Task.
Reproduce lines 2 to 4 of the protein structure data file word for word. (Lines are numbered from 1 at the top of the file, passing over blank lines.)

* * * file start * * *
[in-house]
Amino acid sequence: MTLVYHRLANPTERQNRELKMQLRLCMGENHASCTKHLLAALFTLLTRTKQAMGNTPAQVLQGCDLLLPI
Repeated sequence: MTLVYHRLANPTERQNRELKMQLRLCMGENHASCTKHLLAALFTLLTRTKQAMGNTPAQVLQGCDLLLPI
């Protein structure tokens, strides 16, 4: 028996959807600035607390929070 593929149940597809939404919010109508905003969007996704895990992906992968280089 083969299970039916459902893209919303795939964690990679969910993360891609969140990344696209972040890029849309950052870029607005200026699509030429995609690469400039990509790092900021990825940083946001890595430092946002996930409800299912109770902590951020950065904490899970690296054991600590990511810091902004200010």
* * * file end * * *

Amino acid sequence: MTLVYHRLANPTERQNRELKMQLRLCMGENHASCTKHLLAALFTLLTRTKQAMGNTPAQVLQGCDLLLPI
Repeated sequence: MTLVYHRLANPTERQNRELKMQLRLCMGENHASCTKHLLAALFTLLTRTKQAMGNTPAQVLQGCDLLLPI
């Protein structure tokens, strides 16, 4: 028996959807600035607390929070 593929149940597809939404919010109508905003969007996704895990992906992968280089 083969299970039916459902893209919303795939964690990679969910993360891609969140990344696209972040890029849309950052870029607005200026699509030429995609690469400039990509790092900021990825940083946001890595430092946002996930409800299912109770902590951020950065904490899970690296054991600590990511810091902004200010």